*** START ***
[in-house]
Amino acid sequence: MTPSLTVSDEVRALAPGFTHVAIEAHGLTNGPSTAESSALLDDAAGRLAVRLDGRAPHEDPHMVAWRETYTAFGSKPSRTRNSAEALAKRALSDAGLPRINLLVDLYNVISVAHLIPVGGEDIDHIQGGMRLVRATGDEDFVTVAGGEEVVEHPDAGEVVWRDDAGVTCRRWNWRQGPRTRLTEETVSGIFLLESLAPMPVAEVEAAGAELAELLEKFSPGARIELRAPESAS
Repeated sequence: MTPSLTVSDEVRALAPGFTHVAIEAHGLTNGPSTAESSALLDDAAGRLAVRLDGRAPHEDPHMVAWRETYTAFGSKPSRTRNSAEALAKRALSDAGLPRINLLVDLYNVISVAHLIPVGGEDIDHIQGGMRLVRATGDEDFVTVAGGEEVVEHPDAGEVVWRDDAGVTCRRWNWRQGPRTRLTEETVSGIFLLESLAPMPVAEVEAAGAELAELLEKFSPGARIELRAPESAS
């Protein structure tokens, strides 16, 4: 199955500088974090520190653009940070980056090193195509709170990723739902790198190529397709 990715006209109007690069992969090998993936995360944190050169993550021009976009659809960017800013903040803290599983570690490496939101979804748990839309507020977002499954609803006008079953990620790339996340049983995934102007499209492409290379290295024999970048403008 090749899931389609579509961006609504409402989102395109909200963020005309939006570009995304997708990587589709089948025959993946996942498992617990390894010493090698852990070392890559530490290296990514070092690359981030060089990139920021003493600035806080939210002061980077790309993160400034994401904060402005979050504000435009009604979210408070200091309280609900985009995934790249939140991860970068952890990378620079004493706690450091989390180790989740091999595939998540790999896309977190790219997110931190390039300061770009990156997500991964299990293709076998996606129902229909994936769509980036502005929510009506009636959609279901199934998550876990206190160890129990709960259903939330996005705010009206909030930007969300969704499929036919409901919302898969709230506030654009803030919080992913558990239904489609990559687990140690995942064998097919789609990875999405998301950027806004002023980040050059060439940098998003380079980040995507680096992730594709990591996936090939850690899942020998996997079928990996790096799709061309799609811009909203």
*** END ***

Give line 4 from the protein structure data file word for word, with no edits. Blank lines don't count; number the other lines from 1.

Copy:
């Protein structure tokens, strides 16, 4: 199955500088974090520190653009940070980056090193195509709170990723739902790198190529397709 990715006209109007690069992969090998993936995360944190050169993550021009976009659809960017800013903040803290599983570690490496939101979804748990839309507020977002499954609803006008079953990620790339996340049983995934102007499209492409290379290295024999970048403008 090749899931389609579509961006609504409402989102395109909200963020005309939006570009995304997708990587589709089948025959993946996942498992617990390894010493090698852990070392890559530490290296990514070092690359981030060089990139920021003493600035806080939210002061980077790309993160400034994401904060402005979050504000435009009604979210408070200091309280609900985009995934790249939140991860970068952890990378620079004493706690450091989390180790989740091999595939998540790999896309977190790219997110931190390039300061770009990156997500991964299990293709076998996606129902229909994936769509980036502005929510009506009636959609279901199934998550876990206190160890129990709960259903939330996005705010009206909030930007969300969704499929036919409901919302898969709230506030654009803030919080992913558990239904489609990559687990140690995942064998097919789609990875999405998301950027806004002023980040050059060439940098998003380079980040995507680096992730594709990591996936090939850690899942020998996997079928990996790096799709061309799609811009909203």